In New York, there are many acts and omissions that may constitute grounds for a medical malpractice claim. For example, if a doctor neglects to adequately inform a patient regarding the risks and potential consequences of a procedure, he or she may be liable for failing to obtain the patient’s informed consent. In some instances, though, the complete failure to get permission from a patient prior to performing surgery may constitute a tort other than malpractice. This was shown in a recent New York surgical malpractice case in which the court discussed the elements of a lack of informed consent claim as opposed to a claim for assault and battery. If you suffered harm because of a surgical error, you should speak to a committed Syracuse surgical malpractice attorney as soon as possible to evaluate what claims you may be able to assert in a civil lawsuit.
Factual and Procedural History
It is reported that the plaintiff underwent a surgical repair of a hernia that was performed by the defendant doctor at the defendant hospital. After the procedure, the plaintiff suffered injuries and complications. He then filed a medical malpractice lawsuit against the defendants alleging, in part, that the defendant doctor failed to obtain his informed consent by failing to advise him of the potential consequences of the surgery, and performing procedures that the plaintiff did not agree to undergo. The defendant filed a motion to dismiss, arguing that the plaintiff’s claims sounded in assault and battery rather than medical negligence. The trial court denied the defendant’s motion, and he appealed.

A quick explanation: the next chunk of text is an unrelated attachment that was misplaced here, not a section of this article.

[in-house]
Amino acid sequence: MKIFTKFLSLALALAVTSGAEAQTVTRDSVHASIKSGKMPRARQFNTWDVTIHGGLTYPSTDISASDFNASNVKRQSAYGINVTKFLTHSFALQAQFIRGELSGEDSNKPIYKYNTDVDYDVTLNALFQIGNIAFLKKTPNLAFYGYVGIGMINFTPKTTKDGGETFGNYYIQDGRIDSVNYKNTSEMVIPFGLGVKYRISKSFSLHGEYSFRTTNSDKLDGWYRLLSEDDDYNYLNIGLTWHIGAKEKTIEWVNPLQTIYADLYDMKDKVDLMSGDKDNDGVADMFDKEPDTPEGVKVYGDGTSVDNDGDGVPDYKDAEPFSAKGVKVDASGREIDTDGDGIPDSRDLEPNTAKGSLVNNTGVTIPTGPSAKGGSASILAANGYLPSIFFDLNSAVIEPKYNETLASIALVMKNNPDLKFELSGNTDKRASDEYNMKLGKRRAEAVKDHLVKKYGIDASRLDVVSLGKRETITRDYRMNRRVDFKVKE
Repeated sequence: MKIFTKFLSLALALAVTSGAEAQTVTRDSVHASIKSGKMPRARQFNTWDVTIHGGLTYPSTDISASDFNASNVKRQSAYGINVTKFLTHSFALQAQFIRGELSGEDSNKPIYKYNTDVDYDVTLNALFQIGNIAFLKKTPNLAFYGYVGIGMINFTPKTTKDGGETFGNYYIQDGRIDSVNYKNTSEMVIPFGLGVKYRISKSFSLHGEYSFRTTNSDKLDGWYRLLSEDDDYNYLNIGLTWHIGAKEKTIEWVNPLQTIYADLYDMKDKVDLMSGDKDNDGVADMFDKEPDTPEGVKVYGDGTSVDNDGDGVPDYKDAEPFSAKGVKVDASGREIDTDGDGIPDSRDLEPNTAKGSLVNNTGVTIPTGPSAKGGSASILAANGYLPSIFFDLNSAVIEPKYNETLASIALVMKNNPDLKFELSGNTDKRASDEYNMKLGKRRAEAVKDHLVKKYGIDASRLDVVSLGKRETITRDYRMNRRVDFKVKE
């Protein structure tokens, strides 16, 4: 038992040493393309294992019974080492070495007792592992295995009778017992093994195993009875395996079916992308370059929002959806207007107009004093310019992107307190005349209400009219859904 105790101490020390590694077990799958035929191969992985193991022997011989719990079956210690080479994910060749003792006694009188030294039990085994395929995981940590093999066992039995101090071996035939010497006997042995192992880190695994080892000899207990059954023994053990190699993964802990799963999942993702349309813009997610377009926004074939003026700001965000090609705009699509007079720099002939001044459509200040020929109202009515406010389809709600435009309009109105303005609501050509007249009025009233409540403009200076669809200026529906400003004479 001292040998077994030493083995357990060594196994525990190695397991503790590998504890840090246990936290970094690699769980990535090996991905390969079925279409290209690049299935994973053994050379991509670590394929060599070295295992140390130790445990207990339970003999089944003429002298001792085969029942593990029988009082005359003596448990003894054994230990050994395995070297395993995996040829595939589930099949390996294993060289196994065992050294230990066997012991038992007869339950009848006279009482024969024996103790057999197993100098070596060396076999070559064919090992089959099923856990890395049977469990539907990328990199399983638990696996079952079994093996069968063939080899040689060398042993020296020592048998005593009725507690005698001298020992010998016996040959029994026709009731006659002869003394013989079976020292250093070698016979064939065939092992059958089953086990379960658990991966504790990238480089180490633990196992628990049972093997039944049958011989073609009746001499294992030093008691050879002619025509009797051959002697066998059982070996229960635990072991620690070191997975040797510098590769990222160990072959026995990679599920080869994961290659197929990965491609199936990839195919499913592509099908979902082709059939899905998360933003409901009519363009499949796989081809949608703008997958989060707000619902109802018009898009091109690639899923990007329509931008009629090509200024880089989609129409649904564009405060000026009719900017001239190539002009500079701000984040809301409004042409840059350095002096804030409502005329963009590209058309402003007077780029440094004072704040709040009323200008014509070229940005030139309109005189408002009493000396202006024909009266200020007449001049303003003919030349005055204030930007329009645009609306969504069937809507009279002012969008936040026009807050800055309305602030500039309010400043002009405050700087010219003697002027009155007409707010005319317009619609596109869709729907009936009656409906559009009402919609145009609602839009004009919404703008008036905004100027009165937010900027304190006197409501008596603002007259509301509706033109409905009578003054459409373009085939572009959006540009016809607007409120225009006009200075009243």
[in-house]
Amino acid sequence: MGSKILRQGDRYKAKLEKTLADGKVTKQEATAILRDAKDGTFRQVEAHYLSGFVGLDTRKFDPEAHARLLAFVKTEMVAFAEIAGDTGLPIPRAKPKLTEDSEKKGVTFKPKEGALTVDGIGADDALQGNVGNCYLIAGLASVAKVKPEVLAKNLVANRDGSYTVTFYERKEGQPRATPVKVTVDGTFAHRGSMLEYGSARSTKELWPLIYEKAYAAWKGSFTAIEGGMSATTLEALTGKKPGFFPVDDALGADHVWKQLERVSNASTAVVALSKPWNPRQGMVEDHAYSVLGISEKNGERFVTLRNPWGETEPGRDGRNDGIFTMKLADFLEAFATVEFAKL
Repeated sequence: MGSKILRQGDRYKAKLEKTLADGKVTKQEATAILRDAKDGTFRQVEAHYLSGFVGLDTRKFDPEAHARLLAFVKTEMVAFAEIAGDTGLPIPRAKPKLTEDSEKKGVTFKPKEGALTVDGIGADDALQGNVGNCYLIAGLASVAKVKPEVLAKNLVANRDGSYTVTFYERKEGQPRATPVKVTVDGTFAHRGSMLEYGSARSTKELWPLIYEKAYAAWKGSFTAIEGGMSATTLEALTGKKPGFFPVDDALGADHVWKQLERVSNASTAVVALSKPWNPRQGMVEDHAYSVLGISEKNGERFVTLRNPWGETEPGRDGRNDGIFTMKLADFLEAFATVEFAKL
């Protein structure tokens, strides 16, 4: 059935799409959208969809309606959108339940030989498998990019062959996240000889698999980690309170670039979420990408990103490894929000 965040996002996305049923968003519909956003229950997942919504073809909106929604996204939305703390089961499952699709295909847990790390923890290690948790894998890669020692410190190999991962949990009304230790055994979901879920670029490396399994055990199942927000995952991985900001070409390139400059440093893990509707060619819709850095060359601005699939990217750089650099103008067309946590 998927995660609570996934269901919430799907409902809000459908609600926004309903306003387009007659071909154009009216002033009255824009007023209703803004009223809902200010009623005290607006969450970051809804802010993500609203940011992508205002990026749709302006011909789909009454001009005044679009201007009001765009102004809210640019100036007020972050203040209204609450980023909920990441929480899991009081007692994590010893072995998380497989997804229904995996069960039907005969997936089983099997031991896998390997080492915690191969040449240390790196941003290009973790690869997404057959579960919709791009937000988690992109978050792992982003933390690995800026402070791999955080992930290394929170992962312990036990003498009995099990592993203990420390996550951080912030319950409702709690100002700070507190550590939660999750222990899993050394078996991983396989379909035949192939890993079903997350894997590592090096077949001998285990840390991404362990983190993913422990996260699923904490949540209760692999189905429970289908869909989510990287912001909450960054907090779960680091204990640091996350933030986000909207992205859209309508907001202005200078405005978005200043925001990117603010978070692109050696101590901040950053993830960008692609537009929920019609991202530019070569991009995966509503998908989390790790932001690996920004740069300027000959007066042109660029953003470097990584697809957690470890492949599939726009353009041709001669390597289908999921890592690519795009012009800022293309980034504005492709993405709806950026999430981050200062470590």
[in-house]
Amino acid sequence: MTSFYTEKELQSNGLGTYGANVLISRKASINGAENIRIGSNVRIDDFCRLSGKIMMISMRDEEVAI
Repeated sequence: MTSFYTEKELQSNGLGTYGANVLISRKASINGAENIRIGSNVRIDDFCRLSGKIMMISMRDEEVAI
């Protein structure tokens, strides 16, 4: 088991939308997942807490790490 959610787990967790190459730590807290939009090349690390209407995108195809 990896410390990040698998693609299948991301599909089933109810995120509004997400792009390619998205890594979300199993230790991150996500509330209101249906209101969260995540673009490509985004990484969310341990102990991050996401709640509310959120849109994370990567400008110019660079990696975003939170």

Elements of a Lack of Informed Consent Claim
Pursuant to New York law, a medical professional may be deemed liable for an intentional act of battery, instead of medical malpractice, if the professional performs a procedure for which the plaintiff did not provide any consent at all. If a surgeon merely exceeds the scope of the consent provided by a plaintiff, however, any acts that fall outside of the permission granted by the plaintiff may form the basis of a valid lack of informed consent claim.